Christian Relief Partners has been involved in the Southern Sudan for a couple of years now. Last month a historic referendum was held in which the south voted to secede from the north and establish independence. This comes after a bloody twenty-five year civil war that decimated the country. Now this brand new country needs to put aside inner strife and inter-tribal conflicts and stand together.
In African countries that have experienced genocide, civil war, and tribal violence, the role of community in fueling hatred and inciting violence is impossible to ignore. Greed has prompted many African leaders to use communities as pawns - using their poverty and hopelessness to stir up dissention and hatred, and creating an environment of fear and hostility. Even as these conflicts are managed and new leaders come into power, the resentments and tribal hatred continue to fester, so that some of these communities are always on the brink of violence. It is becoming more apparent that those taking over leadership in post-conflict areas, and trying to rebuild their communities must play a significant role in tearing down these barriers of hate by promoting peace, forgiveness, and reconciliation. Leaders with the desire to create lasting change in Africa are increasingly collaborating with Christian organizations to seek training that can help them as they steer communities towards a more peaceful future.
The power of true biblical forgiveness is a model that has already resulted in transforming communities all over the continent. Obviously, many communities are still shackled with generations of hatred and resentment. Remarkably, the fledgling government of the world’s newest country is now seeking help to train government officials, civil leaders, police officers, and lawyers in peacebuilding, conflict resolution, trauma healing, and servant leadership.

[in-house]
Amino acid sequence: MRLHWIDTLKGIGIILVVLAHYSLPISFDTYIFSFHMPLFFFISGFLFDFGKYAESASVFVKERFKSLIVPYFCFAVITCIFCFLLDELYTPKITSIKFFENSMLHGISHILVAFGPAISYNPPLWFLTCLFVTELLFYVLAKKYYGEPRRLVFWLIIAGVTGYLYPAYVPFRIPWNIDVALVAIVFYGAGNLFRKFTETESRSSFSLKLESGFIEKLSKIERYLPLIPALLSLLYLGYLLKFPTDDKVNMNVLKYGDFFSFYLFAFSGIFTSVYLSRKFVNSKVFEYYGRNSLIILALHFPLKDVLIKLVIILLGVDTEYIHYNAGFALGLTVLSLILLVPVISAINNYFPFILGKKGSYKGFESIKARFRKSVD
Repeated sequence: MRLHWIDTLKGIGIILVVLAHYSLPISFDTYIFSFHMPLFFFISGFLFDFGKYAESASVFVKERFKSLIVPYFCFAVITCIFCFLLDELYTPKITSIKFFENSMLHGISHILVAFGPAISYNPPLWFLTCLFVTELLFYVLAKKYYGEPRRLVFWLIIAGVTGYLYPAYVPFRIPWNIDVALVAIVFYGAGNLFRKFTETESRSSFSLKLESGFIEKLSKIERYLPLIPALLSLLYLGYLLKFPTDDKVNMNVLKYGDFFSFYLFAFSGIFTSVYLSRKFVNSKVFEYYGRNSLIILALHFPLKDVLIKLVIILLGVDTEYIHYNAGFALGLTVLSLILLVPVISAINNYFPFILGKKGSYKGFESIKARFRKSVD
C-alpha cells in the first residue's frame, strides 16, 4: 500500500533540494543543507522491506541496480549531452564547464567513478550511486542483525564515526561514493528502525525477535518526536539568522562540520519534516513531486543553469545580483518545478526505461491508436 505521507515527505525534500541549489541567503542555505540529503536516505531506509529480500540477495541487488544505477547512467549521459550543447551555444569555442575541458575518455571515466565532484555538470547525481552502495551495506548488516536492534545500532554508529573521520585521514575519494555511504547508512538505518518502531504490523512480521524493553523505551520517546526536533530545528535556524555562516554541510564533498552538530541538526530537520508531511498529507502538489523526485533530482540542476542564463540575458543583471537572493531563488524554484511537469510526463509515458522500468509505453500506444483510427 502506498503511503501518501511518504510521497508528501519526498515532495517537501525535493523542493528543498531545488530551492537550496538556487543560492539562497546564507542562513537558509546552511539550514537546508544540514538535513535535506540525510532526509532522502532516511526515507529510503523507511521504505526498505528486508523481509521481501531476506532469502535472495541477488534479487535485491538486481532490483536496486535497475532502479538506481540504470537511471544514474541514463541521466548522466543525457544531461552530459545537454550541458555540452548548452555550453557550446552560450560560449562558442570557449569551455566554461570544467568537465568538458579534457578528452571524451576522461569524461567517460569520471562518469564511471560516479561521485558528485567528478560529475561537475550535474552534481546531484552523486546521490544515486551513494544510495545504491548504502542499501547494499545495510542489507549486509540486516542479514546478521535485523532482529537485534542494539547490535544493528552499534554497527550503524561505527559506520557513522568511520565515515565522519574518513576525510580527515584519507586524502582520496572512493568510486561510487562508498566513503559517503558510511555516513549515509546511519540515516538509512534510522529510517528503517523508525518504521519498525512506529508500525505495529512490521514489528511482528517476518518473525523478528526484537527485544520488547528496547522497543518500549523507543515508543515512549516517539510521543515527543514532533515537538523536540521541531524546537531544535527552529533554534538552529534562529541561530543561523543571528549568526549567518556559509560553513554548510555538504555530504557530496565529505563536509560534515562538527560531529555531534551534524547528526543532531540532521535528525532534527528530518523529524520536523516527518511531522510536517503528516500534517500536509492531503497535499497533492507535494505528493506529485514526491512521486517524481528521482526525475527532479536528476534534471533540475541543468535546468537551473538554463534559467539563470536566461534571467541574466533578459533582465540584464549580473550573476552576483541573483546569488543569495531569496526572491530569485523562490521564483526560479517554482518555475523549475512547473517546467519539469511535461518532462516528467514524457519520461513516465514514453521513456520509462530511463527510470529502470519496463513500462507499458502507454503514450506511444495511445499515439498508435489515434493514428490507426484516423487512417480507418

In my capacity as Christian Relief Partners’ Liaison for African Projects, I will be departing for the Southern Sudan on March 8th along with some of the board of SEA Partners. It is a chilling kind of excitement to be hands on involved in the establishment of the world’s newest country! My itinerary will be as follows:
March 10-14: Meet with ministers and teachers in Boma, Southern Sudan.
Distribute food aid from the U.N. World Food Programme
March 14-16: Meet with government, civil, and religious leaders in the capital of Juba.
Meet with representatives of Joint Aid Management (JAM) in Yei.
March 16-18: Meet with leaders in the village of Biong to discuss the establishment of a
new Christian school.
March 19: Return to Nairobi, Kenya.
After this trip I will develop a curriculum based on conversations with government and church leaders that will result in the training of teams traveling to the Sudan, as well as ministers in the Southern Sudan. This project will be titled, “A Model for the Training of Ministers as Agents of Reconciliation and Communal Peacebuilding through Biblical Forgiveness in the Southern Sudan.”
As you can imagine, such a trip costs a great deal due to the logistics of getting in and out of the Southern Sudan. If you have supported this work in the past, or if this is something you are interested in supporting, please contact me at: firstname.lastname@example.org. Every bit helps, and your kindness would be greatly appreciated.
Peace and Blessings